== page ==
More than one in two Australians has high levels of concern about fake news and disinformation being spread on social media, with 58 per cent worried that their personal information could be hacked or misused on digital platforms, reports The Australian’s Geoff Chambers.
A JWS Research poll testing consumers’ attitudes to digital media and advertising revealed 74 per cent of Australians want Facebook, Instagram, Google and YouTube to ask for permission before sharing their private information.
With the Morrison government moving to legislate powers forcing Google and Facebook to pay for news content and share data collection methods, the survey showed 67 per cent of Australians wanted online search engines to seek approval when disseminating their consumer behaviour to third parties.
Are Media’s marie claire is the number one fashion and beauty website in Australia, achieving a record unique audience of 700,320 in November, according to Nielsen’s Digital Content Ratings (DCR), reports the publisher.
For the second consecutive month marieclaire.com.au has topped the category and has led in audience numbers for three of the past four months. The unique audience for marie claire increased 31 percent month-on-month (MoM) in November, hitting a record 700,320 and is up 59 per cent year-on-year (YoY). Page views rose to a record 1.2 million, up 18 per cent MoM and 62 per cent YoY.
Nicky Briger, editor of marie claire, said: “We’re thrilled to announce that as we approach the end of 2020 we’ve achieved record audiences and maximum engagement, all driven by our dedicated digital strategy. It’s exciting to see more women than ever visiting marieclaire.com.au to be informed, inspired and entertained by our unique content.”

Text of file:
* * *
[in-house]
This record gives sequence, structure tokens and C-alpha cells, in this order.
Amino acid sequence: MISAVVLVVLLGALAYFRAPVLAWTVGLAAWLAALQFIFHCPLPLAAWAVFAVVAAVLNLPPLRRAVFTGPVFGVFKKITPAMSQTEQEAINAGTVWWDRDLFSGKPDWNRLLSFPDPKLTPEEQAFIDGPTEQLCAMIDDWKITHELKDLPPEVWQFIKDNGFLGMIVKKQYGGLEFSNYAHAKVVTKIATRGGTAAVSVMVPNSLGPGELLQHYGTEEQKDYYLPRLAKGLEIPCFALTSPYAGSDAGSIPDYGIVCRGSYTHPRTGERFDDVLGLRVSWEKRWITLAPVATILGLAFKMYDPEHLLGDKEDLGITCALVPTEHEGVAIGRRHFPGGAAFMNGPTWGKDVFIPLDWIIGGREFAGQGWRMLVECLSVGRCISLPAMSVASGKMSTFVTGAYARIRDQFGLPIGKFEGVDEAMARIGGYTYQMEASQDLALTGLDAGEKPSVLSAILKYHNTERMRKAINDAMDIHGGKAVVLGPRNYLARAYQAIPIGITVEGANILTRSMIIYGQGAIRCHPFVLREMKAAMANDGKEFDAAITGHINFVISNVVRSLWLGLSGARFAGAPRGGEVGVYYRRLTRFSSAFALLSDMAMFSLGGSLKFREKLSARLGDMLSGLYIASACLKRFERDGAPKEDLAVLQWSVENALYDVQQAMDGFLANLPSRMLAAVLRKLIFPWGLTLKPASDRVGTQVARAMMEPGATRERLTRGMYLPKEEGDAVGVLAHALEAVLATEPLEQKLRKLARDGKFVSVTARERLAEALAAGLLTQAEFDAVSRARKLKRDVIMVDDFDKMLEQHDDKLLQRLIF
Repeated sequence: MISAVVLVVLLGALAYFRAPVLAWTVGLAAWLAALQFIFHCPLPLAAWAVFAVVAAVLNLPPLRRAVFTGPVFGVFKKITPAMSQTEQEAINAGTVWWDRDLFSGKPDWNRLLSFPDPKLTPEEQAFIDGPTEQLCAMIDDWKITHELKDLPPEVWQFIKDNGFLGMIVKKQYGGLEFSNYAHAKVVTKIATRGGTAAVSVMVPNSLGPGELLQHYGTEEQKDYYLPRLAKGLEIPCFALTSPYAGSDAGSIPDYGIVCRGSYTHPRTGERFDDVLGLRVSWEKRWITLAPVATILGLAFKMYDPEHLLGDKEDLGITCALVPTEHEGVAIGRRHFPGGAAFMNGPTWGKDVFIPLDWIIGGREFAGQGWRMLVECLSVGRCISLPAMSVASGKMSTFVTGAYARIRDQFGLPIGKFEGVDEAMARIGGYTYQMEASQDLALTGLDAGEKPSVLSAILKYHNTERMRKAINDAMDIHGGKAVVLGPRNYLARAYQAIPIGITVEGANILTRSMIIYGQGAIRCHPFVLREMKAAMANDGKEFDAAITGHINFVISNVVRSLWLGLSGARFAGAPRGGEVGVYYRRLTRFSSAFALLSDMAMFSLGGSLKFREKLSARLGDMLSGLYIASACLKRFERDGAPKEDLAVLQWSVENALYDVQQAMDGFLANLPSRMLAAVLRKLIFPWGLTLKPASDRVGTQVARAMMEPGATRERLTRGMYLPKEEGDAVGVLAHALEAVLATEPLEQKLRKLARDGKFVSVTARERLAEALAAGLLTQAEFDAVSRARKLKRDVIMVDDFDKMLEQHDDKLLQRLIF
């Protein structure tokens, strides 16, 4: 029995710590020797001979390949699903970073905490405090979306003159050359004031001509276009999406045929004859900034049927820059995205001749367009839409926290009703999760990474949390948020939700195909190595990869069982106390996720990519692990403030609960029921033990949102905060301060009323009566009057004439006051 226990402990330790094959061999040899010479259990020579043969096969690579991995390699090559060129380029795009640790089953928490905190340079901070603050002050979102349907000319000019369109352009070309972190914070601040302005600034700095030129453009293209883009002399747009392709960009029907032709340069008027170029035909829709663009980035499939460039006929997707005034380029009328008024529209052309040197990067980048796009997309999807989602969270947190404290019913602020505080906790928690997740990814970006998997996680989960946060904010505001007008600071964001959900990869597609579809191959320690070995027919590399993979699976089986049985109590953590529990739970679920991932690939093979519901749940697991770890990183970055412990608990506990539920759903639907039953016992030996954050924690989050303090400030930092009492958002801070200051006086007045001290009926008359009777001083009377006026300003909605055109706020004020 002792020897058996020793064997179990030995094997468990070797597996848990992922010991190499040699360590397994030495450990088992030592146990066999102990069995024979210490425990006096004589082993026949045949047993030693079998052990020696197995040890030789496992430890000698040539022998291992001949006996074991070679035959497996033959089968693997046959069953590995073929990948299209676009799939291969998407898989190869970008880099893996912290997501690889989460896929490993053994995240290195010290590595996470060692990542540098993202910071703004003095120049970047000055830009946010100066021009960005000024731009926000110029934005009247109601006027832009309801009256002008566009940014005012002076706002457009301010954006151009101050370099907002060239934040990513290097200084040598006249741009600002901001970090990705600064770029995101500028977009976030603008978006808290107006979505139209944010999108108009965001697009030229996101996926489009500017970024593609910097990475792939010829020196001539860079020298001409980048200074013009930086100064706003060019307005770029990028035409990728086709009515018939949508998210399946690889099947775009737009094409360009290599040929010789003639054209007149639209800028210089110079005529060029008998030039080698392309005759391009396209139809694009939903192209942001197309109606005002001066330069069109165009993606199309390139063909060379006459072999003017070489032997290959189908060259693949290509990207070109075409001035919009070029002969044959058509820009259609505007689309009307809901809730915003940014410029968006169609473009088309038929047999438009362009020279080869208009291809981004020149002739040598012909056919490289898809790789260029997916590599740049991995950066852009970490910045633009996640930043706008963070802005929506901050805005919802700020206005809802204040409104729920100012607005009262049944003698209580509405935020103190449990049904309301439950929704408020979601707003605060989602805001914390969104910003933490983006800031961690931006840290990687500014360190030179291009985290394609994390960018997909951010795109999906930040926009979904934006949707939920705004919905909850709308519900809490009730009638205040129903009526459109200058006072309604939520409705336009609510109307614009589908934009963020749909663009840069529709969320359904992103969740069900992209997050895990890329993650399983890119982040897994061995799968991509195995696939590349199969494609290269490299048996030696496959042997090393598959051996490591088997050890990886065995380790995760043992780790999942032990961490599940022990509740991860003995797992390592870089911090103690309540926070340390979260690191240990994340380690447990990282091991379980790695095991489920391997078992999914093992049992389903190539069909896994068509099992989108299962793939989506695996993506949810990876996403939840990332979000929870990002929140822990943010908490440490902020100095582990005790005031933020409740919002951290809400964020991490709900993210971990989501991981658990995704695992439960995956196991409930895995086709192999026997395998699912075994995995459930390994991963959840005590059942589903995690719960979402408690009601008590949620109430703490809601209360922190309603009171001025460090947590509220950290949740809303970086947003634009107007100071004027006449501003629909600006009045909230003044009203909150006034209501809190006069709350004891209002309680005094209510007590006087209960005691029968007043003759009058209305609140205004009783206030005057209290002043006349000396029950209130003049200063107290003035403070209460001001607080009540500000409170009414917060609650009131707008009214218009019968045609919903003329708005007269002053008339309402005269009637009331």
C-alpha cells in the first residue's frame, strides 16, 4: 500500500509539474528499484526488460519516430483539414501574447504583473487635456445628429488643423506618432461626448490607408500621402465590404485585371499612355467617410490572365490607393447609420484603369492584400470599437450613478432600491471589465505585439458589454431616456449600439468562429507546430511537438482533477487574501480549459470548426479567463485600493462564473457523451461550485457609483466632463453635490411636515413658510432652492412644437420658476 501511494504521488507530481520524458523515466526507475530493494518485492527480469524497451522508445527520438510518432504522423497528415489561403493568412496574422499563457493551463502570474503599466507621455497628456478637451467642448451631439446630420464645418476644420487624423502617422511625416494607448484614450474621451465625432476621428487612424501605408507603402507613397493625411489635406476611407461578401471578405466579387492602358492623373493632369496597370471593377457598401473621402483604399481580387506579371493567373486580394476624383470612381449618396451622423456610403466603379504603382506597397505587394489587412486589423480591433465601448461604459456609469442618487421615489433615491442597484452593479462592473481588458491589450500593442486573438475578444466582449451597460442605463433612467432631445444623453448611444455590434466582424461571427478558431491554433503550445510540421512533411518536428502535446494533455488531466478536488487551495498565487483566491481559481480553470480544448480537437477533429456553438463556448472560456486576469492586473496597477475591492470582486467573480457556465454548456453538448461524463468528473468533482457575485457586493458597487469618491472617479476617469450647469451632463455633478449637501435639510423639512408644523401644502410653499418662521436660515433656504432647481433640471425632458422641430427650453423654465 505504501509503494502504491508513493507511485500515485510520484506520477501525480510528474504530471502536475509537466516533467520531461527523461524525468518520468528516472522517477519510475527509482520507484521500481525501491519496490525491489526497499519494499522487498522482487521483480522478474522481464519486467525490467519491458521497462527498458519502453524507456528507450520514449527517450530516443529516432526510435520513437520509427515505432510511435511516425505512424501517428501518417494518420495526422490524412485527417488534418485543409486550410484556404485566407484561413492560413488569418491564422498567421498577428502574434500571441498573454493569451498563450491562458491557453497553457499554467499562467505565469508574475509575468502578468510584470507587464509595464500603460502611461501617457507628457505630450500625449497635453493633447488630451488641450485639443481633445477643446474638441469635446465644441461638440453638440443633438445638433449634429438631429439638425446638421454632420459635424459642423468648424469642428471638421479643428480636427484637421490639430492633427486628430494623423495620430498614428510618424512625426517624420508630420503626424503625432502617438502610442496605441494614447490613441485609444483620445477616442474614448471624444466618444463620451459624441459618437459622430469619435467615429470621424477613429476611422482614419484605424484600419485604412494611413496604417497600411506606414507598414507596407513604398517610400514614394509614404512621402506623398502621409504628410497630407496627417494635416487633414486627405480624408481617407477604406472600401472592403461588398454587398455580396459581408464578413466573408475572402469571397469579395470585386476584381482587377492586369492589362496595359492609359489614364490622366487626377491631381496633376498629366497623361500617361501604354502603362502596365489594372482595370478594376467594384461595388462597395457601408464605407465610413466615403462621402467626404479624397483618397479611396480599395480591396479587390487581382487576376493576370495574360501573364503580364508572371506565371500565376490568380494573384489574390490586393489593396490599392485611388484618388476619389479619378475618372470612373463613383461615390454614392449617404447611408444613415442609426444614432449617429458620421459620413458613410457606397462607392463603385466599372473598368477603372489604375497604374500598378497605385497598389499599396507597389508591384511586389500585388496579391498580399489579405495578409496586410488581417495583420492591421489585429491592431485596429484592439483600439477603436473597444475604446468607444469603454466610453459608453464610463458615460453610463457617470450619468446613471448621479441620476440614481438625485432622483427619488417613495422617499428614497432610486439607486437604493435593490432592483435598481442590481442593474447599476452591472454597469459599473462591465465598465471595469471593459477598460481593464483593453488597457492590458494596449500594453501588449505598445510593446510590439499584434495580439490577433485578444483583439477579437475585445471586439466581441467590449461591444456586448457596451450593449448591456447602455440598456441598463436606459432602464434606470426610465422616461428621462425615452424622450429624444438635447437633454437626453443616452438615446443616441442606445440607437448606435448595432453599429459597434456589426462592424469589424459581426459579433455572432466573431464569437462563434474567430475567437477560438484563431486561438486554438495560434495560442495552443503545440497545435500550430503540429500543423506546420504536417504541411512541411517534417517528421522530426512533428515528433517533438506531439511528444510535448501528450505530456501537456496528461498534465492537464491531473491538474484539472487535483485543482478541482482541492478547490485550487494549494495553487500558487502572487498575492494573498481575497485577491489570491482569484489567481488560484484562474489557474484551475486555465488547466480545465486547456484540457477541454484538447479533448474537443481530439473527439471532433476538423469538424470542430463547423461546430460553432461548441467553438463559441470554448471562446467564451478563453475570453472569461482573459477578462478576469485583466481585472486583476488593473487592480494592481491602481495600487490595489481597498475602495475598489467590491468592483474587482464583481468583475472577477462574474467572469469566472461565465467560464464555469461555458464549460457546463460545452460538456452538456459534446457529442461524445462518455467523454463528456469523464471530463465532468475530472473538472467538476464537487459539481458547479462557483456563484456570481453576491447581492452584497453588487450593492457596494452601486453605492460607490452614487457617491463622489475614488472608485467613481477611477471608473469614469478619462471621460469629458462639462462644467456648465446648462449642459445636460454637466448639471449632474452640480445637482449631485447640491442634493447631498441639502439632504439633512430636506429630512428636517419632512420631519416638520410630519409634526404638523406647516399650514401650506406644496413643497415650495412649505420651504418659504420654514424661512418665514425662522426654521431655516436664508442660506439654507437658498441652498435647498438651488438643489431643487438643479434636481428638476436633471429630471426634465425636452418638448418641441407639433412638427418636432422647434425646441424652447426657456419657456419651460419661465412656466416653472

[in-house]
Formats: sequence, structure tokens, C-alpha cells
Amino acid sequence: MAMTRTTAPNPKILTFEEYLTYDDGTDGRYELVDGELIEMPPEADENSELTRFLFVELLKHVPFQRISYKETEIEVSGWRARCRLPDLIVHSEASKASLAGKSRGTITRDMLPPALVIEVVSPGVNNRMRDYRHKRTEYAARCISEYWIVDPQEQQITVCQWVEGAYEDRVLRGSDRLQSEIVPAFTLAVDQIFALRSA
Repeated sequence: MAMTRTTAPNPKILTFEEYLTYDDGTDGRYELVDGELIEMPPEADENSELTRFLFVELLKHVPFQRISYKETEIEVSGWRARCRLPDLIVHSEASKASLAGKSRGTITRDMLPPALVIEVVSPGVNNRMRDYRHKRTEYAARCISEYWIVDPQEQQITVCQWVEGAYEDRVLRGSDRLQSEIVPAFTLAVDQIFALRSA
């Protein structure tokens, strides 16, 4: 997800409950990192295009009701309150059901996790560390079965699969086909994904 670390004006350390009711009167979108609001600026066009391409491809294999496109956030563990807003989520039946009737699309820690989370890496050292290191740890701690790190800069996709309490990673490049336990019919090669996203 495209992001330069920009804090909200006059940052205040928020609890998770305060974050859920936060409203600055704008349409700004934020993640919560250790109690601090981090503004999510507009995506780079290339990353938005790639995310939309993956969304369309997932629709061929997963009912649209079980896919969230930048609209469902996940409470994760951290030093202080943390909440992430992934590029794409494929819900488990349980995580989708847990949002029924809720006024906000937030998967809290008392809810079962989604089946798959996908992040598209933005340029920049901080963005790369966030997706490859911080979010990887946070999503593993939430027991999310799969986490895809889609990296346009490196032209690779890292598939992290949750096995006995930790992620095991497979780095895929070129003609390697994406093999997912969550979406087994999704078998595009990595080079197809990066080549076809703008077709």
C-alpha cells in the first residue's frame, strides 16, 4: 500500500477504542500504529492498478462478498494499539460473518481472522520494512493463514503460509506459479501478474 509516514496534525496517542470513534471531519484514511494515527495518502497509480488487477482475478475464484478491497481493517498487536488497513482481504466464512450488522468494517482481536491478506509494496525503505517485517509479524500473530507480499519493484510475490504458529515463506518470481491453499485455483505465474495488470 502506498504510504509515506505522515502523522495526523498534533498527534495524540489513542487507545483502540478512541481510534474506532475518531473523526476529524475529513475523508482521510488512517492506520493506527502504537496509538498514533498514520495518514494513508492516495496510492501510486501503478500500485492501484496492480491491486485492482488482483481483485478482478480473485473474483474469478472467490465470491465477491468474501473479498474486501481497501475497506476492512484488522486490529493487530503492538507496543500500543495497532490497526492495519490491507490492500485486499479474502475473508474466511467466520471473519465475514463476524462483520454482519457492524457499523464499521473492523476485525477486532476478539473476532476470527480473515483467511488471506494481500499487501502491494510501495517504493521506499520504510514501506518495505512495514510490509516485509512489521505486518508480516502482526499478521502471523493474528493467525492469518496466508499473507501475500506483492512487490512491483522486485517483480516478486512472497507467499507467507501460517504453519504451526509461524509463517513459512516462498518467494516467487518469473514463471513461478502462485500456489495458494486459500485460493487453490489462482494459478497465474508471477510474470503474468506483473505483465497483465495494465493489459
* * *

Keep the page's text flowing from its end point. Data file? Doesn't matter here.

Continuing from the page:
Better Homes and Gardens, Australia’s biggest selling consumer monthly magazine brand, continues to lead the homes and gardens category with a unique digital audience of 795,678 in November, up 14 percent YoY.
Following its record month in October, Homes to Love’s audience is up 40 percent YoY in November at 627,020. Page views have risen 8 percent YoY at 4.2 million.
Andrew Cook, director of sales at Are Media added: “Both marie claire and Better Homes and Gardens are premium content destinations that are attracting category leading audience numbers. For our commercial partners, Are Media digital content sites offer brand safe environments where our partners can connect with these deeply engaged audiences.
“Are Media has the biggest suite of women’s websites in the country and in the coming 12 months we are investing to further enhance the audience experience and provide brands with new engagement metrics such as attentionTRACE, which is a new planning tool for media agencies to make more informed buying decisions based on real human attention and engagement.”
Source: Nielsen Digital Content Ratings, monthly tagged, ap 2+
The A-League season begins in less than two weeks. Chances are that’s probably news to you, unless you happened to wander past Darling Harbour on Monday, where Fox Sports rolled out a hastily arranged launch event by getting a handful of players to take shots from the edge of the water at Mark Bosnich, who protected a set of goals on a floating pontoon, reports The Sydney Morning Herald’s Vince Rugari.
Season launches don’t really matter. They’re a uniquely Australian gimmick, designed purely for media outlets to fill their boots with content before the real deal begins on the field. But they do give an insight into how smoothly things are running behind the scenes – and on that front, this was an eye-opener.
Collingwood president Eddie McGuire has choked back tears while making the shock announcement he will stand down from the top job at the Magpies at the end of 2021, reports News Corp’s Reece Homfray.
McGuire made the bombshell announcement at the club’s annual members’ forum online, declaring only his wife and sons knew of his decision to step down from the role he has held since 1998.
He plans to be involved in helping choose his successor but says there “has not been a Melbourne Cup field” of candidates in previous talks to find his replacement.